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Elephantmen, Vol. 2: Fatal Diseases
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Elephantmen, Vol. 2: Fatal Diseases (Elephantmen #2)

4.14 of 5 stars 4.14  ·  rating details  ·  188 ratings  ·  13 reviews
Collecting issues #8-14 of Image Comics' hit Pulp Science Fiction series, Elephantmen: Fatal Diseases details the lives of Hip Flask, Ebony Hide, Obadiah Horn, and the rest of the survivors of MAPPO's genetic experiments in Los Angeles, 2259, as a meteor falls in Santa Monica Bay and a new epidemic must be contained!
Hardcover, 224 pages
Published October 1st 2008 by Image Comics (first published June 29th 2008)
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I felt that there was too little "main story" in favor of back stories, side stories, supporting character short stories and other extras. I would have thought that by now, 2 trade paperbacks or 14 issues or so into the series, we would be done setting the scene and introducing the world and the story would be moving forward.

Just the same, the art is still very, very nice and the overall book design is gorgeous, making it really stand out in my bookshelf. I'll probably buy one more volume before
I am so happy I discovered this series. It really is just one of the most beautiful things ever! I love the art and the stories and the characters and just everything. I read this slightly out of order because I borrowed number 3 from the library but think I will have to buy a copy so I have them all.

In this volume the humour got a bit meta with online elaphantmen comics in the story (which I found a bit disappointing as the art was old fashioned comic book style). There were some great moments
This TPB of Elephantmen, collecting issues #8 to #15 plus the "pilot" issue, continues where the first volume left off and only gets better.

The world and characters are more fleshed out and the entire concept begins to really solidify into a coherent whole.

The art continues to be strong, though as in the other volumes, the computer generated nature of much of it is readily apparent. Again, this is not a bad thing, but I think the desire to apply the lush computer colours overshadows the need for
This latest and second hardbound collection of Image Comics’ Elephantmen deepens the plot since the last time Starkings and Moritat took us into the world of Hip Flask and friends. Not only does an alien virus hit the earth, with potentially fatal consequences for one major player in our futuristic serial, but Sahara’s father ominously emerges out of the shadows as a powerful character whose motives are dubious at best, and malevolent at worst. Wheels within wheels and fires within fires.

Dec 02, 2014 Andrew rated it 1 of 5 stars
Shelves: 2014
I enjoyed volume 1 quite a bit, but after reading 14 issues of this series I feel like I haven't learnt a thing about the Elephantmen that I didn't know in the first couple issues, I don't know any of the characters, and the story is meandering and dull.

The artist is phoning it in - check out his work with Jodorowsky on the Final Incal for a comparison. I don't mind the artwork, but it's very loose and the digital coloring ruins everything. After Ladronn leaves the book, the art becomes very in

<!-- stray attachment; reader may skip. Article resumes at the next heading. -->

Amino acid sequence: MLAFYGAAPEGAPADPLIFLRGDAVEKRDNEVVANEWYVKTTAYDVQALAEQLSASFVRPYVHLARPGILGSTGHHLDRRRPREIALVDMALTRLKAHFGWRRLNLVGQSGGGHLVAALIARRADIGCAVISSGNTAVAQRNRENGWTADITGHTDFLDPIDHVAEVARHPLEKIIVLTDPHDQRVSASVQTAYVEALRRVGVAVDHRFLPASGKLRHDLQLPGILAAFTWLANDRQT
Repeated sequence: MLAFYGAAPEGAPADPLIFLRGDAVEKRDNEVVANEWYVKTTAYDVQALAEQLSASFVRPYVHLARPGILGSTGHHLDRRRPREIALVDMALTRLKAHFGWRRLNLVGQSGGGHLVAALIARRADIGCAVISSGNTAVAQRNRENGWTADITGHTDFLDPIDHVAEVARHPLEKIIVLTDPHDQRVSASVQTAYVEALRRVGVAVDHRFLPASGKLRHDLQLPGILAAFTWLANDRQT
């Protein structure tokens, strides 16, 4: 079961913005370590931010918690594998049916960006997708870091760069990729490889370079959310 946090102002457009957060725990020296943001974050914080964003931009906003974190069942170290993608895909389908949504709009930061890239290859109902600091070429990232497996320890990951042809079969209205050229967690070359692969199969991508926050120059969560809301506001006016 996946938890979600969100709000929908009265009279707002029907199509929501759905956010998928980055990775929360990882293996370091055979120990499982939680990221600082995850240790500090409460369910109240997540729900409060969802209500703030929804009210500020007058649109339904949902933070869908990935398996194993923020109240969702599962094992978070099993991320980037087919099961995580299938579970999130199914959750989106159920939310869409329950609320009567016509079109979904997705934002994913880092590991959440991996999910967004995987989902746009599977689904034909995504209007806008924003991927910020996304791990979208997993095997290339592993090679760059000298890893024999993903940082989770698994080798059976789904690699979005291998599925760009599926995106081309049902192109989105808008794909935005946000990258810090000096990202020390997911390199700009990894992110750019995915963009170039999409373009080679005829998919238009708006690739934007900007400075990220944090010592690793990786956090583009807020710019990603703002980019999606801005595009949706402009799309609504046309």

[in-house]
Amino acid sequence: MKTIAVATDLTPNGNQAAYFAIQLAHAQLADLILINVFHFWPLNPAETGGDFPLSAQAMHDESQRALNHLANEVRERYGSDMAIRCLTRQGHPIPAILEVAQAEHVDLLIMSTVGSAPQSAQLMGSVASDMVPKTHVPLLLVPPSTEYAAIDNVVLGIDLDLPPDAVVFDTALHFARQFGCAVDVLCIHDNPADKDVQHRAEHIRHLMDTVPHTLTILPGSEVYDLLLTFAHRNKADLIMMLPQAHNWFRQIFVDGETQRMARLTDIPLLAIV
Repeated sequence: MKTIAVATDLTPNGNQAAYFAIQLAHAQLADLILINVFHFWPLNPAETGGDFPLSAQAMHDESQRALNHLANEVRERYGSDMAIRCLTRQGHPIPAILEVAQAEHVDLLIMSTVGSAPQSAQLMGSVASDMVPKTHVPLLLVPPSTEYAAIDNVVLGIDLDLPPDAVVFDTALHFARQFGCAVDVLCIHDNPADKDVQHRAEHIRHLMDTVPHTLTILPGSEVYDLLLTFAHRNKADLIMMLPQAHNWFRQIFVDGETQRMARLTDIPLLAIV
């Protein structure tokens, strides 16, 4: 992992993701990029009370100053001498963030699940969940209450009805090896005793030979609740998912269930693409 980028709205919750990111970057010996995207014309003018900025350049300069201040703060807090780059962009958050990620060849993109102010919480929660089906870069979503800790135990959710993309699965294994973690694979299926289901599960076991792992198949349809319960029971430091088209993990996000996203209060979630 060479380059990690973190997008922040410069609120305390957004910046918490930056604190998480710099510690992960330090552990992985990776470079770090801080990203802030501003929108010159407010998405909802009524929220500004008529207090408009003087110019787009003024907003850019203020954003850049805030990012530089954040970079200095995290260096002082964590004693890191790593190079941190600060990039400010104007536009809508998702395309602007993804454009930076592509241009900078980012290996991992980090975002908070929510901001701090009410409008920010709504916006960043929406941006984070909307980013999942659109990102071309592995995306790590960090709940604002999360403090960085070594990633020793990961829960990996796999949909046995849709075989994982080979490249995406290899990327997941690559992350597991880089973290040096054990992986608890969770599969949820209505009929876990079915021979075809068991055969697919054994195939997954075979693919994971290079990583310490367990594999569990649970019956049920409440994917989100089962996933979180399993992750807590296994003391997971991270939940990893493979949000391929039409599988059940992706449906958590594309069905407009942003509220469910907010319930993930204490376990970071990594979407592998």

The second volume of Elephantmen collects 8-15 plus 'Pilot'. This book is huge. Heavy, dense, thick paper, beautiful design. Despite the individual nature of the series the ongoing story develops further with an intriguing development near the end relating to the past war and the mysterious virus that wiped out Europe. The hard boiled gritty language is entertaining and perfecxt for the genre but really it's all about the art which continues to be beautiful. The dark and grimy future world depic ...more
I love the art in these books and the overall graphic design that goes into them, but continue to find the rather elliptical style of storytelling a bit frustrating. Though I did find, having read volume 2 after volumes 3 and 4, that it didn't really hurt my understanding of events, etc. The way things jump around in time and backtrack and so forth, you can pretty much read these in any order.
Oh, man. Muuuuuch better than War Toys. Learning more about Serengheti was great; he's not just a thug anymore, he's got actual depth now, and there's a tie to other characters that make his hatred of the Elephantmen make more sense.

Plus, CHINA.
Everything I love about comics (great writing, gorgeous artwork, complex metaphors, a greater sociological commentary, humor, dynamic characters). I've found my series, and it maintains it's excellence throughout.
James Elkins
Richard Starkings and crew deliver again, as advertised, PULP! SCIENCE! FICTION!. I have to admit these are great stories and I was a fool for not picking up the individual issues when they first started.
A good continuation of the series. Doesn't have the same smack as the first collection, but still very interesting and intriguing.
Jack Hope III
Not 100% sure where the story is going, but the artwork is beautiful. I plan to finish the series.
The visuals are there. The story gets teased out a bit at a time.
Josh Carpenter
Josh Carpenter marked it as to-read
Dec 07, 2014
Kendall marked it as to-read
Nov 20, 2014
Marc Jones
Marc Jones marked it as to-read
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Nov 16, 2014
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Dustin Biggs marked it as to-read
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Mattheus Locatelli marked it as to-read
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